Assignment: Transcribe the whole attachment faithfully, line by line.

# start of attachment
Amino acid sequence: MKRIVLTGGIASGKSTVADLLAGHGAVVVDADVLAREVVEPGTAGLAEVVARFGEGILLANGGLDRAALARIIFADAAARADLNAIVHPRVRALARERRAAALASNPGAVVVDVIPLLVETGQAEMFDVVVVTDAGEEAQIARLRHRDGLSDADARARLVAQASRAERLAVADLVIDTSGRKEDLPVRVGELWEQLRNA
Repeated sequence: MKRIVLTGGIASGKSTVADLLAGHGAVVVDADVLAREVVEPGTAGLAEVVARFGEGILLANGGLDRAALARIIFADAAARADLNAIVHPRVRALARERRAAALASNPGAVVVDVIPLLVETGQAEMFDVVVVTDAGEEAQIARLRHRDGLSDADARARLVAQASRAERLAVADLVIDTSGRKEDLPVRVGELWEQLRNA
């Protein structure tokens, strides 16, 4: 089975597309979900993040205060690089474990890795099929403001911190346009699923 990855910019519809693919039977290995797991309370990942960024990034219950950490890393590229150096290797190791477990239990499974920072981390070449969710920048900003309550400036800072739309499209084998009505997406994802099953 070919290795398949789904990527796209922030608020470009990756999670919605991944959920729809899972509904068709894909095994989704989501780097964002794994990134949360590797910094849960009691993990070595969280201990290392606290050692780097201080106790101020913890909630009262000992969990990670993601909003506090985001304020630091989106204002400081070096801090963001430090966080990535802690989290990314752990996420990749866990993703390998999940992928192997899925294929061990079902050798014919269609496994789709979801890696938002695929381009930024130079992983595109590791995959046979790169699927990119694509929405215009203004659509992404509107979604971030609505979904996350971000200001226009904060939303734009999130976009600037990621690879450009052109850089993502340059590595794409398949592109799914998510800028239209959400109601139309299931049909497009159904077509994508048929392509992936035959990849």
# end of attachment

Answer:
Amino acid sequence: MKRIVLTGGIASGKSTVADLLAGHGAVVVDADVLAREVVEPGTAGLAEVVARFGEGILLANGGLDRAALARIIFADAAARADLNAIVHPRVRALARERRAAALASNPGAVVVDVIPLLVETGQAEMFDVVVVTDAGEEAQIARLRHRDGLSDADARARLVAQASRAERLAVADLVIDTSGRKEDLPVRVGELWEQLRNA
Repeated sequence: MKRIVLTGGIASGKSTVADLLAGHGAVVVDADVLAREVVEPGTAGLAEVVARFGEGILLANGGLDRAALARIIFADAAARADLNAIVHPRVRALARERRAAALASNPGAVVVDVIPLLVETGQAEMFDVVVVTDAGEEAQIARLRHRDGLSDADARARLVAQASRAERLAVADLVIDTSGRKEDLPVRVGELWEQLRNA
């Protein structure tokens, strides 16, 4: 089975597309979900993040205060690089474990890795099929403001911190346009699923 990855910019519809693919039977290995797991309370990942960024990034219950950490890393590229150096290797190791477990239990499974920072981390070449969710920048900003309550400036800072739309499209084998009505997406994802099953 070919290795398949789904990527796209922030608020470009990756999670919605991944959920729809899972509904068709894909095994989704989501780097964002794994990134949360590797910094849960009691993990070595969280201990290392606290050692780097201080106790101020913890909630009262000992969990990670993601909003506090985001304020630091989106204002400081070096801090963001430090966080990535802690989290990314752990996420990749866990993703390998999940992928192997899925294929061990079902050798014919269609496994789709979801890696938002695929381009930024130079992983595109590791995959046979790169699927990119694509929405215009203004659509992404509107979604971030609505979904996350971000200001226009904060939303734009999130976009600037990621690879450009052109850089993502340059590595794409398949592109799914998510800028239209959400109601139309299931049909497009159904077509994508048929392509992936035959990849």